Health Care: The Challenge of Change Health care—it’s a fundamental human need and, for 41% of ASHA members, our primary practice setting. That’s why we decided to devote this issue of The ASHA Leader—and part of the Oct. 22 issue—to challenges facing members working in health care settings. Whether you view health care as a practitioner, ... ASHA News
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ASHA News  |   October 01, 2002
Health Care: The Challenge of Change
Author Notes
  • Arlene Pietranton, is ASHA’s chief staff officer for speech-language pathology.
    Arlene Pietranton, is ASHA’s chief staff officer for speech-language pathology.×
Article Information
Speech, Voice & Prosodic Disorders / Hearing Disorders / Special Populations / Cultural & Linguistic Diversity / Early Identification & Intervention / Practice Management / Professional Issues & Training / Regulatory, Legislative & Advocacy / ASHA News & Member Stories / ASHA News
ASHA News   |   October 01, 2002
Health Care: The Challenge of Change
The ASHA Leader, October 2002, Vol. 7, 1-29. doi:10.1044/leader.AN1.07182002.1
The ASHA Leader, October 2002, Vol. 7, 1-29. doi:10.1044/leader.AN1.07182002.1
Health care—it’s a fundamental human need and, for 41% of ASHA members, our primary practice setting. That’s why we decided to devote this issue of The ASHA Leader—and part of the Oct. 22 issue—to challenges facing members working in health care settings.
Whether you view health care as a practitioner, patient, family member, or policy-maker, the pace of change over the past decade has been dizzying. Funding cutbacks, cost containment, legislative changes, organizational restructuring, and stepped-up demands for accountability and productivity have reshaped the delivery of health care services.
What has driven these changes? Concern over spiraling health care costs is the biggest factor. Managed care emerged as an attempt to curb costs—as did the infamous Balanced Budget Act of 1997, which implemented harsh Medicare cost reductions through the Prospective Payment System and the $1,500 caps on outpatient services.
More and more payers—and patients—demanded evidence of effectiveness and efficiency. Many health care organizations responded by relying more on protocols and exploring new approaches to health care delivery, including the use of multiskilled personnel and professional cross-training.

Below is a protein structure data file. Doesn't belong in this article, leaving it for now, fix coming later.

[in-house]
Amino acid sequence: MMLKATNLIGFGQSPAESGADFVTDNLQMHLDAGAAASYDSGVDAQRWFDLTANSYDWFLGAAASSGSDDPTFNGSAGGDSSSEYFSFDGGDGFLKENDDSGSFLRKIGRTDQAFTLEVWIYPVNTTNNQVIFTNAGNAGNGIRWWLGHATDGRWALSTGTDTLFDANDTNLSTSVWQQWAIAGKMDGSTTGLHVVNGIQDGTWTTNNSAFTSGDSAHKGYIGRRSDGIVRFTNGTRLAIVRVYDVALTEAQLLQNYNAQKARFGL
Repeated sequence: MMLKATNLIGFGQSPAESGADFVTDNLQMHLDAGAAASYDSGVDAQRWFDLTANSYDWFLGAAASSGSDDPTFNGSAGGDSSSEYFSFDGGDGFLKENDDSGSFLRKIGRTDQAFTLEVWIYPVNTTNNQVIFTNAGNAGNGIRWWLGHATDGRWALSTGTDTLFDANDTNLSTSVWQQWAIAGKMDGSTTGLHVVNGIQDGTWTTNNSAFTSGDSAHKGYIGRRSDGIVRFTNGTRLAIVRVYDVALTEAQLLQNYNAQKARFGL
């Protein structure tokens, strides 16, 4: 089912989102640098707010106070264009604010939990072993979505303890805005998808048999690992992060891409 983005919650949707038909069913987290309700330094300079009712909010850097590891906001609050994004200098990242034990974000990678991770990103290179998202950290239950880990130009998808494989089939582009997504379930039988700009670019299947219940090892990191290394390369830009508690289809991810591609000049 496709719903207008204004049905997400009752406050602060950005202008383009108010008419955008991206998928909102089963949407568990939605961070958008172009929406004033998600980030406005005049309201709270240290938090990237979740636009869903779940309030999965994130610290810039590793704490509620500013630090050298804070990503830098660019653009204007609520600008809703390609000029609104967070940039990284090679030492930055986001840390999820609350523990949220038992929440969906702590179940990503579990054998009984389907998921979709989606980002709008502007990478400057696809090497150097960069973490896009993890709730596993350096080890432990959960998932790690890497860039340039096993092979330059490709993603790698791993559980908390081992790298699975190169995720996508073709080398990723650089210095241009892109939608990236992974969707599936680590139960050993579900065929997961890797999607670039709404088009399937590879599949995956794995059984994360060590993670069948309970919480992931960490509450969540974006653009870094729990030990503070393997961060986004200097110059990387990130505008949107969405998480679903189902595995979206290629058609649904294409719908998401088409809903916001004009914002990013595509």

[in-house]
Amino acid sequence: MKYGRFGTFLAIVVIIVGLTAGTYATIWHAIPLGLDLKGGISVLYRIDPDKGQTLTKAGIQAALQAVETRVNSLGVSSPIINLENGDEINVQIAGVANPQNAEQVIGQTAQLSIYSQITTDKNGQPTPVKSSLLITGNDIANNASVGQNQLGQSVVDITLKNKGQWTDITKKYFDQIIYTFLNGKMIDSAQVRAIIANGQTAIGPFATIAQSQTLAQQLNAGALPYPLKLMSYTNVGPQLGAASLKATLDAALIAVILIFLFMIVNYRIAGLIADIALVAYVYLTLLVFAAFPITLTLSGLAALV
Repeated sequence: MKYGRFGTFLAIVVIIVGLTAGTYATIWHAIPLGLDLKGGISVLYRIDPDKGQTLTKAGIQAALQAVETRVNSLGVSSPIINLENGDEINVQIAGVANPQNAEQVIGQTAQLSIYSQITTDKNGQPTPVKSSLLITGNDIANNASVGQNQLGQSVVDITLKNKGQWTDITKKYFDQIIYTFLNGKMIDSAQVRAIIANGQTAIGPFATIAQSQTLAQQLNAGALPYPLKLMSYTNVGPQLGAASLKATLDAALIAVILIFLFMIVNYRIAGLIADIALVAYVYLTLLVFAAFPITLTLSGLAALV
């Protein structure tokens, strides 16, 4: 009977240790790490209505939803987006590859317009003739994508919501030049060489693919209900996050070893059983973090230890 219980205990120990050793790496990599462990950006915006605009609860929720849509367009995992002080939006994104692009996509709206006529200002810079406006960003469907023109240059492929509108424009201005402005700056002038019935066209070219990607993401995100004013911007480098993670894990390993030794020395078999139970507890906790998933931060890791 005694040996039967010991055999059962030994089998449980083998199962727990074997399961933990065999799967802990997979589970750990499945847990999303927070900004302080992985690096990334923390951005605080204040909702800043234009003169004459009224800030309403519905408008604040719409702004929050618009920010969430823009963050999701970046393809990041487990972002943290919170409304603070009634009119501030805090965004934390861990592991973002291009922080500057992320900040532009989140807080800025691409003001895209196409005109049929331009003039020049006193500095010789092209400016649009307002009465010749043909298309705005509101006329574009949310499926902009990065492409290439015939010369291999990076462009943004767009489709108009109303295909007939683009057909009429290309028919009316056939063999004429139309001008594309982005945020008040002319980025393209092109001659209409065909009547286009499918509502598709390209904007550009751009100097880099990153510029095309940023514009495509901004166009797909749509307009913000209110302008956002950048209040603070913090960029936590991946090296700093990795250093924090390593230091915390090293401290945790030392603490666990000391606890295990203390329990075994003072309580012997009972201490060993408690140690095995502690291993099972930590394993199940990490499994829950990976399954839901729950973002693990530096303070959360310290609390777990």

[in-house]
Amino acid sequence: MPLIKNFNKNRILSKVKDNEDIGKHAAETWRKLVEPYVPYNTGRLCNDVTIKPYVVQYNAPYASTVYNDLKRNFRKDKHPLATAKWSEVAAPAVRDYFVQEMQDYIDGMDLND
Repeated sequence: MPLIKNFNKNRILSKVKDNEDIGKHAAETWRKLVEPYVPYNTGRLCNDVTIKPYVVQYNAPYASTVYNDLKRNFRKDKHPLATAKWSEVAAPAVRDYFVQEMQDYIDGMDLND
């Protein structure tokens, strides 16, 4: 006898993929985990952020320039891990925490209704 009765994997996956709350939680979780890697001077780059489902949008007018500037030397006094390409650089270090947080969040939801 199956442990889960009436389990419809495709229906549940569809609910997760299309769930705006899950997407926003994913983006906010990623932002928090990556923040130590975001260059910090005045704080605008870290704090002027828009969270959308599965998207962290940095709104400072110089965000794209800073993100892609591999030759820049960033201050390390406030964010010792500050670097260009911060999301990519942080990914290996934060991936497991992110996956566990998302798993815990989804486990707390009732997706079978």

The chaos, however, has spawned new opportunities for our professions. Growth has occurred in existing practice areas, while other areas have emerged—including early hearing detection and intervention, neonatal intensive care services, and telepractice—along with a growing need to deliver culturally competent services as our country and clientele become more culturally and linguistically diverse.
These shifts in the health care system have influenced where and how we practice. In some cases, the financial viability of our clinical programs has been challenged. During the turbulence of the past few years, our professions have responded with heightened tenacity and advocacy that have brought gradual but noteworthy successes.
Our latest strategy is a 2003 ASHA focused initiative on health care reimbursement. This initiative will address private payer and Medicaid coverage rules and reimbursement rates that have restricted patient access to our services and our professional scopes of practice.
Planned outcomes are to:
  • provide ASHA members access to information and tools to effectively negotiate with private health plans to ensure appropriate coverage criteria and equitable reimbursement rates

  • increase the number of employers that cover comprehensive speech-language pathology and audiology services in benefits packages

  • increase the number of states introducing bills mandating appropriate coverage of audiology and speech-language pathology services

  • provide ASHA members with tools to effectively navigate state-funded insurance programs at the state and local levels to ensure appropriate coverage criteria and equitable reimbursement rates

ASHA cannot reverse the massive changes that have been forced upon us, but we are committed to advocacy and to providing you the most effective tools to improve your lives and the lives of those you serve.
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FROM THIS ISSUE
October 2002
Volume 7, Issue 18